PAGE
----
I object to your having massage done by girls. When I was studying in college, I read a report saying you were being massaged by Dr. Sushila-behn. And now I find you do get yourself massaged by girls.

Those people who know that you are naked during massage time say that you could at least put a cover over it [genitals].

The same objection I hold against girls coming to the bathroom when you go there.

Ever since the 17th December [1946], when in the small hours of the morning you made those dreadful sounds, dreadful because it came from you man of such eminence, even otherwise unbecoming for any wise or old man, my head has not been at peace. I have heard of another such instance from Mr. Ramachandran of the API [Associated Press of India] when you told Sushila-behn to leave you. I have seen such another instance at Delhi. But this event shook me to my depths. I said to myself that God and the nation would not forgive me if I kept quiet.”

Gandhi did not agree to his demands and asked him to leave. This ugly, awkward truth is swept under the carpet and a morphed version of the Mahatma makes its way into national consciousness. As Arundhati Roy writes:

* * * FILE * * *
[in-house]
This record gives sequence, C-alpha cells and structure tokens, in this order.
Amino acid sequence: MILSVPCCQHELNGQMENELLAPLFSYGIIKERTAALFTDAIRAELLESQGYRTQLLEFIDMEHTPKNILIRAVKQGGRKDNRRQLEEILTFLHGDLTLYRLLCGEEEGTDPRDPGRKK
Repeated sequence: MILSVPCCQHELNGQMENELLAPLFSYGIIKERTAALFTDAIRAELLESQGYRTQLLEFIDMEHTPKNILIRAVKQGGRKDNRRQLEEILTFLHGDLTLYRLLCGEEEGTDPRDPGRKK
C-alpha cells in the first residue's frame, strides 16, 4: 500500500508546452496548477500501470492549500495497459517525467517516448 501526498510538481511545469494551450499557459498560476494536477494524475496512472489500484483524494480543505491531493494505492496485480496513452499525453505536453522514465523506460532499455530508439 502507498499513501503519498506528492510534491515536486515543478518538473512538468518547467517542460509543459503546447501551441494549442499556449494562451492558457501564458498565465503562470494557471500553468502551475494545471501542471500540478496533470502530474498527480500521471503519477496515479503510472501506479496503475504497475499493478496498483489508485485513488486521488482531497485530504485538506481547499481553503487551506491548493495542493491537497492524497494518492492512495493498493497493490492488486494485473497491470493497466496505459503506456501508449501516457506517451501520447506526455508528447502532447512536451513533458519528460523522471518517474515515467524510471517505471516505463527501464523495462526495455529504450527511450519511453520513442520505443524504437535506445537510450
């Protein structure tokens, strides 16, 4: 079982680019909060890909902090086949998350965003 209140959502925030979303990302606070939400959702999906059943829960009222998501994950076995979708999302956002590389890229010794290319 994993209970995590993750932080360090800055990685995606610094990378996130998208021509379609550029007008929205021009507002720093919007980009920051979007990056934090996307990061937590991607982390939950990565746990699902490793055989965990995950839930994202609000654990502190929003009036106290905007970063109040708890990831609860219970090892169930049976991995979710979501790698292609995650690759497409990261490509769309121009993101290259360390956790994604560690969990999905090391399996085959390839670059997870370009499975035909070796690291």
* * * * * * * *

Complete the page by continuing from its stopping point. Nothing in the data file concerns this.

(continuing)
History “has been unbelievably kind to Gandhi. This has given us the latitude to brush off his prejudices as mere imperfections, small marks on clean hands”.

That was indeed the case. After Gandhi’s death, Manu was instructed by Devdas, Gandhi’s youngest son, not to disclose contents of her diary. Manu’s book “Last Glimpses of Bapu,” tells of an attempt to hide this:

Kaka [Devdas] warned me not to disclose the contents of my diary to anyone and at the same time forbade me to divulge the contents of the important letters. He said, ‘You are very young but you possess a lot of valuable literature. And you are also unsophisticated.

Manu died a spinster at the age of 40. Her unexplained, unknown illness was more psychological than physiological. She and other women remain in history as Gandhi’s tools. His self-indulgent and self-promoting experiments had a deep psychological impact on these women. Yet, he got away with it in the name of morality, spirituality, and union with God.

Could the millions of people who revere Gandhi as the ‘Mahatma’ ever acknowledge that he was a sexually repressed pervert?